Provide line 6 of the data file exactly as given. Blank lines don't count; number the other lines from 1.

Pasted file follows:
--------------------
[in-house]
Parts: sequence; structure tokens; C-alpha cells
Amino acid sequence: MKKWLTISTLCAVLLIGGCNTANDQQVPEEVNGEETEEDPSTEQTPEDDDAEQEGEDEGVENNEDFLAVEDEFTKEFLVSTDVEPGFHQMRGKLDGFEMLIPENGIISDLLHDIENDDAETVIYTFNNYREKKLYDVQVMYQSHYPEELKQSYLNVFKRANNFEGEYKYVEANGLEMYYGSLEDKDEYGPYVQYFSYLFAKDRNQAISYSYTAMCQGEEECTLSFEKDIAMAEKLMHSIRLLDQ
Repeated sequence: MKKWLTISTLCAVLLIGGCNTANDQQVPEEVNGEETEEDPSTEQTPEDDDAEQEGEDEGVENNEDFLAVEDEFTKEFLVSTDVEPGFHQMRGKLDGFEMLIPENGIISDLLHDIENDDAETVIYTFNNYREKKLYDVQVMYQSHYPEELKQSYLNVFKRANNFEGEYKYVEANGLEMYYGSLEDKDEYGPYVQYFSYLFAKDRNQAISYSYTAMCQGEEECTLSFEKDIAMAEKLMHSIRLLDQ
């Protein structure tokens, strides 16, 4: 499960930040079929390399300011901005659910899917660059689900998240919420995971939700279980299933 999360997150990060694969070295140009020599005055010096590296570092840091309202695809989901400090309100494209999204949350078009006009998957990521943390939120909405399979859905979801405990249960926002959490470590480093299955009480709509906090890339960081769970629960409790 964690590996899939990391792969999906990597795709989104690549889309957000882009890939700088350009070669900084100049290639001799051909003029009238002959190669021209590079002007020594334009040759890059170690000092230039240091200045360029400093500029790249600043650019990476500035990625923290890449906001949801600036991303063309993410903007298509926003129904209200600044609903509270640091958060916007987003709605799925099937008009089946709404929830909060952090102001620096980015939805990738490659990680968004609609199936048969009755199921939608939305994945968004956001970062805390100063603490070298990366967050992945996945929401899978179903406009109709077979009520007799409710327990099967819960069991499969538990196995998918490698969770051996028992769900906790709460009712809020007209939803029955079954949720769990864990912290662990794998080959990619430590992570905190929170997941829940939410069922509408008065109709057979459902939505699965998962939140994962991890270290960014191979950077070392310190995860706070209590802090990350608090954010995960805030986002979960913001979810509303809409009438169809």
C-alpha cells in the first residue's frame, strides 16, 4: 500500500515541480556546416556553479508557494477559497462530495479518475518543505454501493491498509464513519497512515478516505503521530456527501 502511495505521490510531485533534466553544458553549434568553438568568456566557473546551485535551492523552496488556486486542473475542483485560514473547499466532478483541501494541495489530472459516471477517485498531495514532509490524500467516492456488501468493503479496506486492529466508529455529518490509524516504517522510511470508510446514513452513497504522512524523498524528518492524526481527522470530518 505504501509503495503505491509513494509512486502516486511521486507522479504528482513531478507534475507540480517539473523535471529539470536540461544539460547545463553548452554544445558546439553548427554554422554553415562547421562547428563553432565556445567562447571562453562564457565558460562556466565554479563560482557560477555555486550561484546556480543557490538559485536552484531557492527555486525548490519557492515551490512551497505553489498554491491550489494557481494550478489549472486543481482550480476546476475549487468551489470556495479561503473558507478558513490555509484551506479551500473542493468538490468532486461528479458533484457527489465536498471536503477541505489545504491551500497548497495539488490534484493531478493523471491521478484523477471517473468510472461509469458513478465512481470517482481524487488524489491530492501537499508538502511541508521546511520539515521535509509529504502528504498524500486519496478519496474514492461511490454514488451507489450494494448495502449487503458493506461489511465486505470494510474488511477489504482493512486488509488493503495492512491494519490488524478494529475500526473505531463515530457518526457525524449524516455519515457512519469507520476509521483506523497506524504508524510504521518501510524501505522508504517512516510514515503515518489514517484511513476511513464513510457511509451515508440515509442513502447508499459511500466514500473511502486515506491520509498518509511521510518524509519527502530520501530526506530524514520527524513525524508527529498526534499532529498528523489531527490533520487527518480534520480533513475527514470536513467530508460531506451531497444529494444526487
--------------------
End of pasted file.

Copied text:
C-alpha cells in the first residue's frame, strides 16, 4: 500500500515541480556546416556553479508557494477559497462530495479518475518543505454501493491498509464513519497512515478516505503521530456527501 502511495505521490510531485533534466553544458553549434568553438568568456566557473546551485535551492523552496488556486486542473475542483485560514473547499466532478483541501494541495489530472459516471477517485498531495514532509490524500467516492456488501468493503479496506486492529466508529455529518490509524516504517522510511470508510446514513452513497504522512524523498524528518492524526481527522470530518 505504501509503495503505491509513494509512486502516486511521486507522479504528482513531478507534475507540480517539473523535471529539470536540461544539460547545463553548452554544445558546439553548427554554422554553415562547421562547428563553432565556445567562447571562453562564457565558460562556466565554479563560482557560477555555486550561484546556480543557490538559485536552484531557492527555486525548490519557492515551490512551497505553489498554491491550489494557481494550478489549472486543481482550480476546476475549487468551489470556495479561503473558507478558513490555509484551506479551500473542493468538490468532486461528479458533484457527489465536498471536503477541505489545504491551500497548497495539488490534484493531478493523471491521478484523477471517473468510472461509469458513478465512481470517482481524487488524489491530492501537499508538502511541508521546511520539515521535509509529504502528504498524500486519496478519496474514492461511490454514488451507489450494494448495502449487503458493506461489511465486505470494510474488511477489504482493512486488509488493503495492512491494519490488524478494529475500526473505531463515530457518526457525524449524516455519515457512519469507520476509521483506523497506524504508524510504521518501510524501505522508504517512516510514515503515518489514517484511513476511513464513510457511509451515508440515509442513502447508499459511500466514500473511502486515506491520509498518509511521510518524509519527502530520501530526506530524514520527524513525524508527529498526534499532529498528523489531527490533520487527518480534520480533513475527514470536513467530508460531506451531497444529494444526487